I am realizing more often that I am a person. That I could acknowledge me, that person, more as she goes along her life doing her best. That’s bringing a sense of more love to myself. And yes today I gifted my self, for it’s my birthday and I cooked my best cookie recipe just to enjoy a great moment, doing and savoring the gift. Thank you for your great work Mr Hanson. You are a gift to me.

  • CnC
    Posted at 17:39h, 07 October

    That was such an effective practice. and an effective presentation. many thanks

  • flowingchi
    Posted at 18:55h, 07 October

    Even though I am a good friend to myself, I clearly saw I had a blind side to the befriending model.

    I just loved the practice of increased awareness of gifting myself during the day. Making it a concious practice rather than haphazard. What a beautiful practice and one in which I previously may have thought “selfish”!!!!!! Thank you This work is very important and you are a very effective communicator. Metta

  • Toni
    Posted at 06:14h, 08 October

    I am generally outward oriented and often don’t realize I’m overdoing it until I reach the point of exhaustion. I’m learning that I don’t have to respond to every opportunity or call for my attention, but rather, that I can pick and choose where and how I spend my precious time. Thank you for this article. It’s inspiring me to spend some time with myself today – a walk with my dog, a bubble bath, a lie down in the afternoon with a good book. Aaahhh!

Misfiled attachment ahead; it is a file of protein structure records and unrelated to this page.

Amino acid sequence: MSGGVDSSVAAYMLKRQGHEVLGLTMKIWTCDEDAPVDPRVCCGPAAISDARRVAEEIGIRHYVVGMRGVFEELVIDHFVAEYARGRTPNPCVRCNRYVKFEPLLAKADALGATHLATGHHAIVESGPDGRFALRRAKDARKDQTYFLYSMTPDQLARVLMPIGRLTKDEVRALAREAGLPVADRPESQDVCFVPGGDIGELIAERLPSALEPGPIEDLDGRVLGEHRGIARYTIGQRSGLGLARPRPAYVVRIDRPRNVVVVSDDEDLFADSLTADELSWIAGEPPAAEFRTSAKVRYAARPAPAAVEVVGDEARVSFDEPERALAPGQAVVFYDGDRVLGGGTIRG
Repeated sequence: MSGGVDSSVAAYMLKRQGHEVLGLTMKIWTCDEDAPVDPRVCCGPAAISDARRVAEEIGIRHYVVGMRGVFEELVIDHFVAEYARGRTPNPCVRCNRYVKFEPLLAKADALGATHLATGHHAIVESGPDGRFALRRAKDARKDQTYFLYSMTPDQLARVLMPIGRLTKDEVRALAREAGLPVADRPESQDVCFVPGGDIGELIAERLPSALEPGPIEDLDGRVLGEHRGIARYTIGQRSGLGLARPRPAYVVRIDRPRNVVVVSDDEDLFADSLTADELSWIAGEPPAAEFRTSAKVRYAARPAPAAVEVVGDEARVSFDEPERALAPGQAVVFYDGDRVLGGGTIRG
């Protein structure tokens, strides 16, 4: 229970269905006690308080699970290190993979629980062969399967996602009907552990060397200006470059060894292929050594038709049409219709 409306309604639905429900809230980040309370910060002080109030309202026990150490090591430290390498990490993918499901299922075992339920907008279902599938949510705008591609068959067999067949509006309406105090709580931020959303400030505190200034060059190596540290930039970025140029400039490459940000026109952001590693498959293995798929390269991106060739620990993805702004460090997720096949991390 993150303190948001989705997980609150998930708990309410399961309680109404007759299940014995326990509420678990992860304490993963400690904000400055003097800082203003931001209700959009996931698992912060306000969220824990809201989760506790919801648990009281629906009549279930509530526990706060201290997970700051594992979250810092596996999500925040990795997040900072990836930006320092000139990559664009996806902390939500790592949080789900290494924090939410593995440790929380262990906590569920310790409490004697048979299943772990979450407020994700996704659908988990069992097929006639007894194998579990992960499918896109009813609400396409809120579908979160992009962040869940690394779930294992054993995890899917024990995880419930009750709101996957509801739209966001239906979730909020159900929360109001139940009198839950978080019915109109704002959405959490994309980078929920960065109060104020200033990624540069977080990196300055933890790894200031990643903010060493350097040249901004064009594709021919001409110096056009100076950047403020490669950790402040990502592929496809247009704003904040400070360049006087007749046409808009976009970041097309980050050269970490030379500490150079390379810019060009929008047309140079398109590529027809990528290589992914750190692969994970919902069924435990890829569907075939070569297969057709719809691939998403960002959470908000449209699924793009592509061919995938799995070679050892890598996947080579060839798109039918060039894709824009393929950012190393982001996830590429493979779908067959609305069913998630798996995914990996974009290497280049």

• Marki
      Posted at 12:25h, 08 October

      Toni, your response really hits the spot for me. That sense of choice about whether or not to respond to a request for my attention is a growing edge that is so fulfilling when I remember it. I really like the sense in this practice of small momentary gifts of spaciousness or skillful responses throughout the day.

  • Marg
    Posted at 00:25h, 09 October

    Dear Rick, you have a good communication style, it makes me want to learn. This course is very timely and greatly appreciated. thank you.

  • Plumtree
    Posted at 13:31h, 09 October

    Today I practiced gifting myself. Wow it sure felt good. I was skeptical because I Wasn’t sure I would be comfortable with choosing gifts that are good for me but that I would never think of as gifts, and may find hard to do. Like taking a nap in the middle of the afternoon. Thank you

  • Deborah Dilts
    Posted at 00:54h, 10 October

    I love how simple, accessible and thus doable this approach is. With just a little practice, I can already feel the muscle of aligning with myself growing. Many thanks, Rick, for putting this together!

  • Beverly
    Posted at 18:48h, 31 October

    I am consciously choosing to do something fun instead of acting from urgency or obligation. Result? I feel happy more of the time and I am having more genuine feelings of concern and kindness toward others too! I am enjoying teaching this concept to my clients and watching their delight when they try it!

  • Linz
    Posted at 16:17h, 21 February

    ” I gave myself the “treat” of letting go of my over-investment in things beyond my control.” Wise words. So I’ve depoliticized my Twitter account today. It’s just all pretty pictures, cute animals, fine art, lovely landscapes, wisdom, and good jokes from now on.

  • Janey WaterDancer
    Posted at 17:21h, 02 February

    I am sitting, tired and contemplative. My gift yo me is reading this. I am not sure what I want, beyond a healthy, happy family. I know I struggle to receive. I just decided I want to be more open to receiving. I will have to sit with the idea of giving to myself. I am enjoying your talks and teachings. Thanks.